A friend who is an antique furniture expert went into raptures about the patina on the wooden handle and said to never ever clean and polish it. That sort of patina is only acquired with age and enhances the value of the piece.

The Blue Stones

21 Oct

pentre ifan

I’ve been thinking about how to develop the drawings I did last weekend in North Pembrokeshire. I have seven drawings from four different Neolithic sites and I thought that one or two of them might look good as cyanotypes.

Cyanotype is an archaic form of photography invented in early Victorian times by Sir John Herschel which results in a blue image. The original charcoal and carbon drawing onto marbled paper was done in the field at the enigmatic ancient burial tomb of Pentre Ifan in the Presceli Mountains in Pembrokeshire, Wales. This striking Neolithic dolmen is almost 6 thousand years old. It is a lasting reminder of Celtic ancestors and the site is inspirational. I worked quickly in the late afternoon Autumn sunshine to catch it before the sun went down.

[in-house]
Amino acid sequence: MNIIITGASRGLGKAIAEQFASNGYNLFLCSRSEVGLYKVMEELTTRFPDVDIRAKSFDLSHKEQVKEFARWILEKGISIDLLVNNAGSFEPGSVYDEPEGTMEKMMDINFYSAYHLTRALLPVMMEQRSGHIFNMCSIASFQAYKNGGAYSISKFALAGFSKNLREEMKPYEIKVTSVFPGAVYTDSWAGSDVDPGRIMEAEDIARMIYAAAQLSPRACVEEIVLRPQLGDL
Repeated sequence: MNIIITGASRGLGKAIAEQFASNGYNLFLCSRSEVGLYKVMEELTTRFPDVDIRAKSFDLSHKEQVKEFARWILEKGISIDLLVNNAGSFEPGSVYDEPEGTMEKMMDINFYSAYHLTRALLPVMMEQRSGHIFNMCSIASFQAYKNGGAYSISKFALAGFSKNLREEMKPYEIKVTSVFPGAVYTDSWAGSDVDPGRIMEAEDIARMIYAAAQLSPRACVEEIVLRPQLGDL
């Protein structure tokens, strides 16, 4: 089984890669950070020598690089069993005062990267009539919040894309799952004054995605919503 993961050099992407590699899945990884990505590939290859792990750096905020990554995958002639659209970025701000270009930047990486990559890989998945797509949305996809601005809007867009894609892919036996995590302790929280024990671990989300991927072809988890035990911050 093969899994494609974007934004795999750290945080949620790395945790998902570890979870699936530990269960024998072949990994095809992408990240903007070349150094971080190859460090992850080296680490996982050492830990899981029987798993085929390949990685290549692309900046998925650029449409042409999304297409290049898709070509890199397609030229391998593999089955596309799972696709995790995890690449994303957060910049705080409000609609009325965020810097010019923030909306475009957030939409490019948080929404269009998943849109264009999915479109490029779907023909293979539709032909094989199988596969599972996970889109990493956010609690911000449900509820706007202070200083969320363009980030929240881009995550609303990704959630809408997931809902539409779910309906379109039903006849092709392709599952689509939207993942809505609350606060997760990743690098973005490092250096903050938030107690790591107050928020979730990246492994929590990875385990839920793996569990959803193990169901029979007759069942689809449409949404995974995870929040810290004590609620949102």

I turned the original drawing into a negative and coated a sheet of Bockingford paper with the cyanotype chemicals. I put the negative onto the paper and put a sheet of glass over it. I exposed it for three hours in the weak Autumn daylight, as the Victorians would have done. It was then washed in cold water to develop it.